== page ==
Living with heart failure means you have to make a lot of decisions every day to protect your heart and boost your energy, from watching your weight to limiting fluids. Despite their best efforts, your friends and family can’t really understand how all these changes affect your life.
That’s where a support group may come in. These groups can have many benefits, including offering practical advice from others living with the condition, such as how to cut back on salt without losing taste, says Elizabeth Lockhart, PhD, MPH, who has conducted research about heart failure support groups.
People in support groups also report that they’re inspired by seeing what others with the condition can accomplish, she says.
These communities prove “that you can still do things on a day-to-day basis -- that you don’t need to be babied,” Lockhart says. “You can really challenge yourself to do the stuff that you want to. That some days may not be as good as others. You just have to weigh where you are on that day.”
More than 6 million U.S. adults live with heart failure. They can take advantage of many heart-related support groups, whether in-person or online. For example, the American Heart Association (AHA) hosts an online support network for people with heart failure. The nonprofit organization Mended Hearts has chapters across the country for adults and children with heart conditions. And many other supportive gatherings are organized through hospitals, community organizations, and social media.
Getting to know others with heart failure may ease the mental strain that some people can have after they’re diagnosed, says Carolyn Thomas, a patient advocate and author of A Woman’s Guide to Living with Heart Disease. One out of every 5 people with heart failure also has depression, according to an analysis of three dozen studies published in the Journal of the American College of Cardiology.
It doesn’t help that the diagnosis “heart failure” sounds so scary, says Thomas, who has criticized the name on her Heart Sisters blog. “Somebody has said to them out loud, 'Your heart is failing.’
“We all know what the word 'failing’ means. It means that something is terribly wrong. But with heart failure, it’s that the pump isn’t working as well as it should. That’s all that it means.”
Finding the Right Fit
Seeking support can help not just people with the condition but also their caregivers, says Gregg Fonarow, MD, who directs the Ahmanson-UCLA Cardiomyopathy Center in Los Angeles. “We often can see where, in response to the stress and challenges, individuals at times either stop medications or do not refill them or do not closely follow up on their condition when things worsen,” he says. By getting to know others, they won’t feel so alone in managing the heart condition, which can pay off for their health.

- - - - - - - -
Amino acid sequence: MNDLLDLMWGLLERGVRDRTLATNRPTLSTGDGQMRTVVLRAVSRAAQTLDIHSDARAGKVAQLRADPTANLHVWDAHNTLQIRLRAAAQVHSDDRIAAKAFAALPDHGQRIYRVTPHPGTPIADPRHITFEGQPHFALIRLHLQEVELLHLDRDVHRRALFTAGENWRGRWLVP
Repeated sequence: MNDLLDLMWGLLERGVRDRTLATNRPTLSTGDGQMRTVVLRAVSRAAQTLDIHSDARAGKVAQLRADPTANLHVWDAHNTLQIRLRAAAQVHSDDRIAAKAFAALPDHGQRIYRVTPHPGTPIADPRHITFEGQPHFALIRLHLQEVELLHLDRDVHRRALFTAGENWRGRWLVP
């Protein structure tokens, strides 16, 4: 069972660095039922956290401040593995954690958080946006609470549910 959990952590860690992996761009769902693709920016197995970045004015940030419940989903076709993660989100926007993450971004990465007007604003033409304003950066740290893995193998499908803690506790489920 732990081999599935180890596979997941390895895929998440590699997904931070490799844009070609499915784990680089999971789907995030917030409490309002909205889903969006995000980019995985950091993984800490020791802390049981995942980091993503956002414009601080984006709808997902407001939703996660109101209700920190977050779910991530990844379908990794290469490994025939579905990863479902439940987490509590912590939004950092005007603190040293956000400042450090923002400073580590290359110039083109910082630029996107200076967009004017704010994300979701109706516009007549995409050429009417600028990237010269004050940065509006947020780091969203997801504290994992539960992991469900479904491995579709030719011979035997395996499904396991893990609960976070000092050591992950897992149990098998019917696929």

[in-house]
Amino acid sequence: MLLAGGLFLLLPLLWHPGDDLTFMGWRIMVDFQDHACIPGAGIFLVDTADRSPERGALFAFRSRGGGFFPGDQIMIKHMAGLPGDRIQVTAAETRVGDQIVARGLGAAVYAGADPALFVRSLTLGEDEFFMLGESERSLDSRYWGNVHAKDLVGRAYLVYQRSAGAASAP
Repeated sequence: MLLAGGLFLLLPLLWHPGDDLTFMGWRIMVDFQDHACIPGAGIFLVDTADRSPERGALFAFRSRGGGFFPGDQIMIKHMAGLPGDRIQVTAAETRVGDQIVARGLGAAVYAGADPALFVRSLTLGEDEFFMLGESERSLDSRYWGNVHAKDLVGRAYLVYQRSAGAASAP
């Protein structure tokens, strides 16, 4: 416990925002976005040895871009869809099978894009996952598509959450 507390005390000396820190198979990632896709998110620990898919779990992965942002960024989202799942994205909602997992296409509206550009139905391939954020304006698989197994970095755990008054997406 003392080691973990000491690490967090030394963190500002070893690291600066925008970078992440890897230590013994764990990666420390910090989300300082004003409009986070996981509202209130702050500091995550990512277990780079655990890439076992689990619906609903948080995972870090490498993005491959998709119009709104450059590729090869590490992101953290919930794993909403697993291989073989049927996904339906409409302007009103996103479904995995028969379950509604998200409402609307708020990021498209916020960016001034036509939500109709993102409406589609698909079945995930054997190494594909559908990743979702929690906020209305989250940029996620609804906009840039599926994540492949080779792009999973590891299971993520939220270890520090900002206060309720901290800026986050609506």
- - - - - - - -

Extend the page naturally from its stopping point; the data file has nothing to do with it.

When searching for an in-person group, Lockhart suggests finding out how many members are involved. If the group includes just a few people, you may not find someone who you connect with on a personal level. Closer to 10 participants may keep the conversation going, especially if they’re at a similar stage of heart failure and thus share some struggles, she says.
For some, an online community may prove to be a better fit, Thomas says. If your energy has been flagging all day, an online group lets you take part without leaving your home, she says. She participates in the online WomenHeart group, which has nearly 50,000 members.
Thomas recommends looking for an online group that includes a moderator who can step in if someone promotes incorrect information or a miracle cure. But there’s some evidence that these groups can correct themselves, Thomas says. She points to one study involving a breast cancer support group, which found that just 10 out of 4,600 postings were false or misleading. Of those 10, seven were corrected by other participants within hours.
Watching Out for Pitfalls
How you interact with a group may change over time, Thomas says.
Shortly after her own major heart attack more than a decade ago, she lurked a lot in online support communities, soaking up all the information she could. But after she’d learned more, she stopped seeking out information as much, instead sharing what she knew as others joined.
Over time, she says, you may find that you don’t log on as frequently.
“Now, you’re just living your life. You may come back if you have some unusual symptoms,” Thomas says.
She also advises vetting the group a bit. Check out the sponsor, since some groups are launched by pharmaceutical companies. “You’re getting information that pharmaceutical companies want you to get.”
Also, find out whether the sponsor will keep your information private, Thomas adds. Are they compiling and selling it for marketing or other purposes?
Be careful about how much you share, particularly in an online group where you can’t see the others involved, Thomas says. “There’s no social cues that you pick up. There’s this perceived intimacy, like, 'I know these people,’ even though you don’t.’”
For people with heart failure, nothing beats seeing up close how healthier choices can improve their lives, Lockhart says. “Our [support group] participants used their peers to judge where they were both in a positive and in a motivational way,” she says. “Maybe I am doing better than my peer and I want to continue to do better than my peer.” Or a participant may notice how well some others have reduced their fatigue and other symptoms and decide to boost their efforts.
“A doctor can tell you everything that you can do right,” Lockhart says. “But when you see that example or you see how well that you are doing, both of those things can be motivating.”